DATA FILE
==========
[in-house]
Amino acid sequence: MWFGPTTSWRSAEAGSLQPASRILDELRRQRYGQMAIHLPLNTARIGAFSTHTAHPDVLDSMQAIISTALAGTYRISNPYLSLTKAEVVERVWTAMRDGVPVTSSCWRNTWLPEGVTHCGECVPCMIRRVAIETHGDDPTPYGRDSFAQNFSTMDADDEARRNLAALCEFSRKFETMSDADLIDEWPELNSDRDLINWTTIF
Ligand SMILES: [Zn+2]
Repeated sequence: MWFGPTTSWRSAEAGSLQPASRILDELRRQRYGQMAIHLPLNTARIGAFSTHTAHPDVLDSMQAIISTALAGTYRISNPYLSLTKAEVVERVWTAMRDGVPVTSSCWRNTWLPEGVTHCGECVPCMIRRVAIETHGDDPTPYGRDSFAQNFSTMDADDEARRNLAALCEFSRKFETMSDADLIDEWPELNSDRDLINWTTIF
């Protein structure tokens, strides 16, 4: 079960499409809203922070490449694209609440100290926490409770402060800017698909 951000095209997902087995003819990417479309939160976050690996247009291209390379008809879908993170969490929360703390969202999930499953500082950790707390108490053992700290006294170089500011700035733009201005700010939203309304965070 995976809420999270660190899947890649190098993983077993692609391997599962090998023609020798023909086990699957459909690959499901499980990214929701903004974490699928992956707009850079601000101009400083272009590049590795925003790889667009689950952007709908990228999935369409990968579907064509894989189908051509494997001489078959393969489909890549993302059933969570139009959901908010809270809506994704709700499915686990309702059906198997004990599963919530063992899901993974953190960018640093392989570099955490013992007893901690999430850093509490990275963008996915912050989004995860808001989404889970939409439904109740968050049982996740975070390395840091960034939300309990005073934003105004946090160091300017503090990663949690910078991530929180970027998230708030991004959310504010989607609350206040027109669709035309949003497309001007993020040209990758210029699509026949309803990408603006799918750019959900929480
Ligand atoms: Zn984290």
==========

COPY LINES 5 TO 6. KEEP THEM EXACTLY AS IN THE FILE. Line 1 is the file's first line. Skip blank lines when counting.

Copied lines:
């Protein structure tokens, strides 16, 4: 079960499409809203922070490449694209609440100290926490409770402060800017698909 951000095209997902087995003819990417479309939160976050690996247009291209390379008809879908993170969490929360703390969202999930499953500082950790707390108490053992700290006294170089500011700035733009201005700010939203309304965070 995976809420999270660190899947890649190098993983077993692609391997599962090998023609020798023909086990699957459909690959499901499980990214929701903004974490699928992956707009850079601000101009400083272009590049590795925003790889667009689950952007709908990228999935369409990968579907064509894989189908051509494997001489078959393969489909890549993302059933969570139009959901908010809270809506994704709700499915686990309702059906198997004990599963919530063992899901993974953190960018640093392989570099955490013992007893901690999430850093509490990275963008996915912050989004995860808001989404889970939409439904109740968050049982996740975070390395840091960034939300309990005073934003105004946090160091300017503090990663949690910078991530929180970027998230708030991004959310504010989607609350206040027109669709035309949003497309001007993020040209990758210029699509026949309803990408603006799918750019959900929480
Ligand atoms: Zn984290």